michiganmessenger.com : Coalition: Focus Mich. sex offender registry on risk.
Lansing — About once a month, a group of Michigan citizens sit around a table in one of the state Capitol’s ornate committee rooms and plot their uphill revolt.
They probably wouldn’t describe it that way, but the members of the Coalition for a Useful Registry’s professional advisory board do acknowledge they don’t often end up on the winning side of legislative or judicial skirmishes over Michigan’s growing sex offender registry.
But at the group’s Dec. 2 meeting, with members seated around highly polished wooden tables, coalition members — including those with family on the registry — discussed rare “victories” at the legislature and state appeals court, and reviewed a looming deadline to comply with new federal mandates.
Coalition members are united in the view that Michigan has too many people on the sex offender registry who, they argue, aren’t a threat to anyone and don’t merit the stigma of extended punishment on the registry.
With over 45,100 names and faces on the registry of convicted sex offenders –- and even some whose records are conviction-free –- Michigan holds the eyebrow-raising distinction of having the highest ratio of its citizens on a state sex offender registry.
According to an analysis earlier this year by the National Center for Missing and Exploited Children, for every 100,000 Michiganders, 472 are on the registry. That’s more than California (319), Florida (281), New York (148) or Illinois (158) – or any state.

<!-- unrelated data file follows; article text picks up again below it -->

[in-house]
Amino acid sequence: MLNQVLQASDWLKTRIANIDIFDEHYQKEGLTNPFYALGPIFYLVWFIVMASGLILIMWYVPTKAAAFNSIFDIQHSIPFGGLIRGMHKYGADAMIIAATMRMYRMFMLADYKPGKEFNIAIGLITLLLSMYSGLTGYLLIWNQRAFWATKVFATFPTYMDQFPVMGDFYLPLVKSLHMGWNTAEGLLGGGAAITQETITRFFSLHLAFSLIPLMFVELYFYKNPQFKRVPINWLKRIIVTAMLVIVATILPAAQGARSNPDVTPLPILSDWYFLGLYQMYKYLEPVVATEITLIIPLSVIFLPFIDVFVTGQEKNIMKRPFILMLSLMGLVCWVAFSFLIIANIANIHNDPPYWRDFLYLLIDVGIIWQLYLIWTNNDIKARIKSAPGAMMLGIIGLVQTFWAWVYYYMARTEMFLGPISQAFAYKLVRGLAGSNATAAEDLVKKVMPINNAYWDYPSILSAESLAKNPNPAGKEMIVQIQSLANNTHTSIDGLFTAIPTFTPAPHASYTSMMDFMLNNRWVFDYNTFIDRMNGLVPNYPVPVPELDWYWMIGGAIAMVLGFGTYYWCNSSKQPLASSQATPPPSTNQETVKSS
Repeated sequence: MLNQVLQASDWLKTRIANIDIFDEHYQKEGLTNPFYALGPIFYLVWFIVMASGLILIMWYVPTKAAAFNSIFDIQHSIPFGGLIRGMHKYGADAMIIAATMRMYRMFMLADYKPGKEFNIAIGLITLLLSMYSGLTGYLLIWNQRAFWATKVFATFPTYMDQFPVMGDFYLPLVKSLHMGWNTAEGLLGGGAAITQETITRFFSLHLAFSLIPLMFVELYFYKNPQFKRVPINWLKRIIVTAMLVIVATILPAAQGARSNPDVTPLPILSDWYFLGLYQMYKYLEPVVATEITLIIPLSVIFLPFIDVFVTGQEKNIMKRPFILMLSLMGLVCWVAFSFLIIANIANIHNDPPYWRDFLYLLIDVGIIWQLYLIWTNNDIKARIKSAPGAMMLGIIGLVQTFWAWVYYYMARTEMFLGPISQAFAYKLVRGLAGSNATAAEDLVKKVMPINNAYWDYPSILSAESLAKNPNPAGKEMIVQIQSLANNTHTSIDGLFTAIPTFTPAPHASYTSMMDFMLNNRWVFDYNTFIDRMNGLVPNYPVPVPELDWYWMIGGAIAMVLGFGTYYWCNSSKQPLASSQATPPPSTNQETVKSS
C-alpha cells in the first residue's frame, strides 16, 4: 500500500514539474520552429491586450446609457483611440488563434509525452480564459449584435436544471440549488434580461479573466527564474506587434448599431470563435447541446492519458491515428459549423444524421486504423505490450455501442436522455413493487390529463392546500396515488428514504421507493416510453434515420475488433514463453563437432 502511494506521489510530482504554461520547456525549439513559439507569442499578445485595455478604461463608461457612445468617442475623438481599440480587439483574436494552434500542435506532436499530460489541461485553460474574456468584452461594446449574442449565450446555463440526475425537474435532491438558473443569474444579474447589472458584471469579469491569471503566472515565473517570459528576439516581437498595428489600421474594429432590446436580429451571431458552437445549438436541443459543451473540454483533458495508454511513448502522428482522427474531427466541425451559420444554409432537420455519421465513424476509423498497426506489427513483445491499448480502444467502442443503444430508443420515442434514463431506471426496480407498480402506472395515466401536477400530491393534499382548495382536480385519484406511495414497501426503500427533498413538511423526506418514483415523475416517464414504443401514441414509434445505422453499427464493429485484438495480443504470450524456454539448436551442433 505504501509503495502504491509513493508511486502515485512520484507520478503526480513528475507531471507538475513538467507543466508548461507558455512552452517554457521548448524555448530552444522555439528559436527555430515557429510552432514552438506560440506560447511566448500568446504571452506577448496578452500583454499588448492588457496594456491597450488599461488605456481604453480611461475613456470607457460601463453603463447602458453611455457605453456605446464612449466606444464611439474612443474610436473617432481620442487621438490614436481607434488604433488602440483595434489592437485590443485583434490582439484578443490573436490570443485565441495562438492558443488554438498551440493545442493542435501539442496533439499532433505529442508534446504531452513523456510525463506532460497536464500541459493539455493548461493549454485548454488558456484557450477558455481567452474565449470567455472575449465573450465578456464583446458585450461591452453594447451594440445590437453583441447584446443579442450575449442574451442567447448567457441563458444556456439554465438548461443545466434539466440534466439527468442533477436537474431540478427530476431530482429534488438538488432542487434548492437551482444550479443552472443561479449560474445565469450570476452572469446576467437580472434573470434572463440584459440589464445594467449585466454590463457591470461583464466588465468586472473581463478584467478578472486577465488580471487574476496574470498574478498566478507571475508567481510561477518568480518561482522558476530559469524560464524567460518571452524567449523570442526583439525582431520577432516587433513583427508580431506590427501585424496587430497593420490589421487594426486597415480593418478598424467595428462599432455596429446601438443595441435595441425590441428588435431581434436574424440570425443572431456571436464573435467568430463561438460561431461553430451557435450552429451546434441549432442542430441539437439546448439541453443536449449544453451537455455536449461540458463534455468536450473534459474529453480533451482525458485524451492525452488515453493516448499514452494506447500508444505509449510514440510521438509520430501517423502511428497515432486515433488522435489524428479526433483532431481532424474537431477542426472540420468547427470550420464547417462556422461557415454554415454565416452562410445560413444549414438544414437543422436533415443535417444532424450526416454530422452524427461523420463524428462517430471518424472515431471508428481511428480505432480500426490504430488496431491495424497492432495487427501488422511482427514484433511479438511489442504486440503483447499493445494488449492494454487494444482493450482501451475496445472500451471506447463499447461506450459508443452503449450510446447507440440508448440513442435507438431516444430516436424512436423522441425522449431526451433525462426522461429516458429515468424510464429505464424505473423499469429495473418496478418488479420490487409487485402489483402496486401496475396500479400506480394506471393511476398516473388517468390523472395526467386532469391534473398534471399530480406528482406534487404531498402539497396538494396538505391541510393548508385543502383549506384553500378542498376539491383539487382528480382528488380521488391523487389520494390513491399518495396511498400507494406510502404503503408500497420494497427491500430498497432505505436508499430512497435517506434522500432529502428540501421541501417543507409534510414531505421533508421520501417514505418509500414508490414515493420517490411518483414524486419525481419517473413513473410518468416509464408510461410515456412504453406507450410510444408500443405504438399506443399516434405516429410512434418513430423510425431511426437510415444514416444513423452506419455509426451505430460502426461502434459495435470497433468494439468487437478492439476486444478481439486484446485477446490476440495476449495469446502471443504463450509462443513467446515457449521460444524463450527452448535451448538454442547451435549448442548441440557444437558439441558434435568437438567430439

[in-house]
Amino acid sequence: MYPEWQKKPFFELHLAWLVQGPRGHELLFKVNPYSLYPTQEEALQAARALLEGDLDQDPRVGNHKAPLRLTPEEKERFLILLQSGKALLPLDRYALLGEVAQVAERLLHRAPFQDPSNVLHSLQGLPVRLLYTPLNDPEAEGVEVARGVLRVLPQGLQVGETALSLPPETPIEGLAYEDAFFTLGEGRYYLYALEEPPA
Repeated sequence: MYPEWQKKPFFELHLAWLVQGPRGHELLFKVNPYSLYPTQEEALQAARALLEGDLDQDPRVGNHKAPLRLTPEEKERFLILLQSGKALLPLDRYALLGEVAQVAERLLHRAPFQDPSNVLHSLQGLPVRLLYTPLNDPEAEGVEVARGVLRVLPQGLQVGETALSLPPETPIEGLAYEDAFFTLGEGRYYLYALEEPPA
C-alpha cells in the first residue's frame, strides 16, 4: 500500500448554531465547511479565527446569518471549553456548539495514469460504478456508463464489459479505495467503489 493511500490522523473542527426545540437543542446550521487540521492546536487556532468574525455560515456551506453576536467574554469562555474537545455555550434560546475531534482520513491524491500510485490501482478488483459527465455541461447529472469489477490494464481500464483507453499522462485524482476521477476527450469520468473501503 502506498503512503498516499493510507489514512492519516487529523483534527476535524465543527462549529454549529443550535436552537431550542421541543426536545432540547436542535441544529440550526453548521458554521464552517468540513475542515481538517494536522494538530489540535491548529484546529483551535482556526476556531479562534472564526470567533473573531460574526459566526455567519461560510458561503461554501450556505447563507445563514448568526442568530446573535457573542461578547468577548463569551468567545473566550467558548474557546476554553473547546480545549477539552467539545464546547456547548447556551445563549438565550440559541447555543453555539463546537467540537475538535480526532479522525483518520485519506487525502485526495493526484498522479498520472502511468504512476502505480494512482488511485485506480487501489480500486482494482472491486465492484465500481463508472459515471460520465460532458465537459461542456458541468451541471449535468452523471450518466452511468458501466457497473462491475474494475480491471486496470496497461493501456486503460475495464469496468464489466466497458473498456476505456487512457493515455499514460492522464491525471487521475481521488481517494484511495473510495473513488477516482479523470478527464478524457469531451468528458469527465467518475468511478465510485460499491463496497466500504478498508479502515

“We’re trying to put a face on this,” said Lynn D’Orio, a defense attorney and member of the advisory board. “That’s why the coalition exists.”
Nine years ago when the coalition was formed, it was mostly driven by family members of registrants who knew first-hand the humiliation and lasting negative consequences of being on the list. “We just weren’t getting very far,” said Shelli Weisberg, legislative director for the American Civil Liberties Union of Michigan and also a board member. “We eventually decided if we put together other professionals who could represent the same views, but back them up with their own professional credibility and their research, that we might have more of a presence.”
Today, the coalition’s professional advisory board counts social workers, juvenile case workers, attorneys and even a former prosecutor as members.
By reviewing legislation and educating state lawmakers, the board hopes to “help convince legislators that the registry needed to be, at least, reformed,” Weisberg said. “We at least need to be logical about how it’s working.”
“There’s a big interest in the registry,” Weisberg added, noting that the last forum for legislators attracted over 20 state lawmakers. “We’re very encouraged with the interest.”
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